The Algarve

The Algarve was the southernmost of the 11 provinces Portugal was divided into until 1976. Afterwards, Portugal was divided into districts. The former province of Algarve coincides with the current district of Faro. This covers the entire width of the south coast and its capital is the city of Faro. About 500,000 people live in the Algarve.


The Algarve has one of the best climates in Europe all year round. Due to its terrain and geographical position, the Algarve is influenced by different climates: from mainland Europe to northern Africa and from the Atlantic Ocean to the Mediterranean Sea. The Algarve has a Mediterranean climate with dry, warm summers and mild winters. The average daytime temperature in January is 16°C. The average daytime temperature in July is 29°C. With 300 days of sunshine a year, you can enjoy it all year round.


The Algarve is a paradise. Not only in terms of weather, but also in terms of culture and people. You have beautiful authentic villages and towns , all of which are unique .. The beaches are golden and the sea is calm. The sea water is 20 degrees, both in summer and in autumn. The Portuguese are sweet and hospitable people. And you have fantastic restaurants , ranging from a simple cafeteria, where you often eat the most delicious daily specials for only 8 euros, to restaurants with 1 or 2 Michelin stars. And you have beautifully landscaped golf courses , which are among the most beautiful in Europe.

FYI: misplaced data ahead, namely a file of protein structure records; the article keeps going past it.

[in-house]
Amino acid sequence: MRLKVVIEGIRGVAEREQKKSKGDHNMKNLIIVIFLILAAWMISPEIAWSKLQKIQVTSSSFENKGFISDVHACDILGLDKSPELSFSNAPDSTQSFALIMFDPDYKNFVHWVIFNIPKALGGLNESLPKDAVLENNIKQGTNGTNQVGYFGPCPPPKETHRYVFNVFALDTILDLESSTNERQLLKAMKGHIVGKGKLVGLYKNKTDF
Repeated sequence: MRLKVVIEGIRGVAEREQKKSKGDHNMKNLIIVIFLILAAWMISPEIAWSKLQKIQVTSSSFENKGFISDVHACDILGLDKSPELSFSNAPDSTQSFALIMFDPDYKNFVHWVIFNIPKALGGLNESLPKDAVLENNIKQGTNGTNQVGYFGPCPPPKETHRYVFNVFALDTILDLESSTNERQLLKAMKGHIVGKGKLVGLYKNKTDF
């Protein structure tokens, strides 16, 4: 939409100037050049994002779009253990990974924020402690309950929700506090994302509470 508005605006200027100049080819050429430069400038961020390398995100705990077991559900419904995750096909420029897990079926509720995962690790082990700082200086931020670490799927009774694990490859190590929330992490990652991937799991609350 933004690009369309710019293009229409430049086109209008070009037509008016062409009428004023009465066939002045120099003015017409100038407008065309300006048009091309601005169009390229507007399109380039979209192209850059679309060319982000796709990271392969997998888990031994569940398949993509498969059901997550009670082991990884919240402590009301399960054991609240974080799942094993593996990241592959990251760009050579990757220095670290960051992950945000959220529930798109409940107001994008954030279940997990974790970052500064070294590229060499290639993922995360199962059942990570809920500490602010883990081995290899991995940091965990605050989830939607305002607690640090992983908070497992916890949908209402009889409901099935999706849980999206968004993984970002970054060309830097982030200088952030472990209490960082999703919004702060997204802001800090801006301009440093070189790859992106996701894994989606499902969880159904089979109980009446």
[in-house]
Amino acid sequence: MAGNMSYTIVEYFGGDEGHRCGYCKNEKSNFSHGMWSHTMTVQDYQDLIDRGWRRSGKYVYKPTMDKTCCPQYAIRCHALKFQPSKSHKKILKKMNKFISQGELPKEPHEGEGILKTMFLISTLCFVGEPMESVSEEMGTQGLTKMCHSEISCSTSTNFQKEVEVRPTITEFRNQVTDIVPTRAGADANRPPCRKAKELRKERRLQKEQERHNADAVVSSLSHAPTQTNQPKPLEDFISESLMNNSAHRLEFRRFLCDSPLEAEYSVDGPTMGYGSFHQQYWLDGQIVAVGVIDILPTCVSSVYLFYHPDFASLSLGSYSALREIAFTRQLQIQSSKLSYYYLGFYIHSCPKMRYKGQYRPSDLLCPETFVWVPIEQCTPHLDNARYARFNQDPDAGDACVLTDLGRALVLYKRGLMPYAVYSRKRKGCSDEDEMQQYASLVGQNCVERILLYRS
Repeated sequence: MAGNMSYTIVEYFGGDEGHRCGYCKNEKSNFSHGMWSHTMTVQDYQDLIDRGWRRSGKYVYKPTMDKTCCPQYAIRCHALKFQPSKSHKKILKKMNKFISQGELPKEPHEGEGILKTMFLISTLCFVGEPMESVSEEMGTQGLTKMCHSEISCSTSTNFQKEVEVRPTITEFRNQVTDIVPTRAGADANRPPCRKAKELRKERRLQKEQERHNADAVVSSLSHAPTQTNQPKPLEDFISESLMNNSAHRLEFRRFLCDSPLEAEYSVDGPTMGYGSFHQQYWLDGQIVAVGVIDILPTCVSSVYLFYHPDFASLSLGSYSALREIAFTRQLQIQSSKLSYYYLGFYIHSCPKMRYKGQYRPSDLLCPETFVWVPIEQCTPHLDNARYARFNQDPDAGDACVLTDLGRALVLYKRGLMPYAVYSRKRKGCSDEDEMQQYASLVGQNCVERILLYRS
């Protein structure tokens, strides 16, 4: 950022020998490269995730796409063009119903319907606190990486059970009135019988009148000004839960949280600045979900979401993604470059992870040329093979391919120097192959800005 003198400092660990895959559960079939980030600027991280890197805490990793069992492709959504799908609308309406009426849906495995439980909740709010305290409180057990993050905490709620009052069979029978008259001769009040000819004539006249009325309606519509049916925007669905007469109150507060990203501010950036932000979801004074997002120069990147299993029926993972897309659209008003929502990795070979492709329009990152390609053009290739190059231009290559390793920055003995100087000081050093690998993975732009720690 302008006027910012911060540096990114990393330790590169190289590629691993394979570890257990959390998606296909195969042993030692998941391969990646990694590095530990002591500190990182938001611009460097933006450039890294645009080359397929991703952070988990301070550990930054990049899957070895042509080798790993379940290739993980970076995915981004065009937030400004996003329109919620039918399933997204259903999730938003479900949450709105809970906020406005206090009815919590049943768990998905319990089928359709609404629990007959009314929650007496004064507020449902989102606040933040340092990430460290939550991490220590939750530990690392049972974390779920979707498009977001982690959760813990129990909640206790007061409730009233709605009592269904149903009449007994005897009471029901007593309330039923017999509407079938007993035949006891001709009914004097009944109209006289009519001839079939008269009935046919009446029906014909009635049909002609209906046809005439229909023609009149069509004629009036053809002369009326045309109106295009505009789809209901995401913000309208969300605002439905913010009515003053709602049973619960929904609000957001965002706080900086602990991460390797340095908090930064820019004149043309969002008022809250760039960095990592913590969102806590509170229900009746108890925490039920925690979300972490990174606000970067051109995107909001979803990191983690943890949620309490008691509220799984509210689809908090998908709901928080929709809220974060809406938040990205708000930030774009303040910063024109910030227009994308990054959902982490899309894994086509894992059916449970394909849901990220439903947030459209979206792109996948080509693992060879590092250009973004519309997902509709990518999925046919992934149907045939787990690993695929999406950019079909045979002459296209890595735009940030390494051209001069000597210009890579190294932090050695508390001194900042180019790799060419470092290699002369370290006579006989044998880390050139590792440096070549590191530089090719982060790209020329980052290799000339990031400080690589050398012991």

You can still find traces of the past everywhere. From traces of the Roman presence to Islamic times, from the Christian Reconquest to the epic period of the Portuguese Discoveries.

Five centuries of Moorish influences have left their mark on the region, starting with its actual name: Al- Gharb , meaning “the West”. The Moorish occupation lasted from the 8th to the 13th century, and can still be found in the names of the towns and villages, in the agriculture, in the architecture, the lacework patterns, of the balconies, roof terraces and chimneys, or the whitewashed houses that can still be seen in many Algarve villages.

In the mid-13th century, the Algarve was the last part of Portugal to be reconquered from Muslim rule. In addition to Silves, the cities of Tavira and Faro, the current capital of the Algarve, were definitively conquered from the Moors. This marked the establishment of the Kingdom of Portugal and the Algarve.

The 15th century is characterized by sailors who crossed the seas in search of new lands. Many traces of this past can still be found scattered throughout the region, in Aljezur, Lagos , Silves , Faro , Tavira , Castro Marim and Alcoutim, among others.


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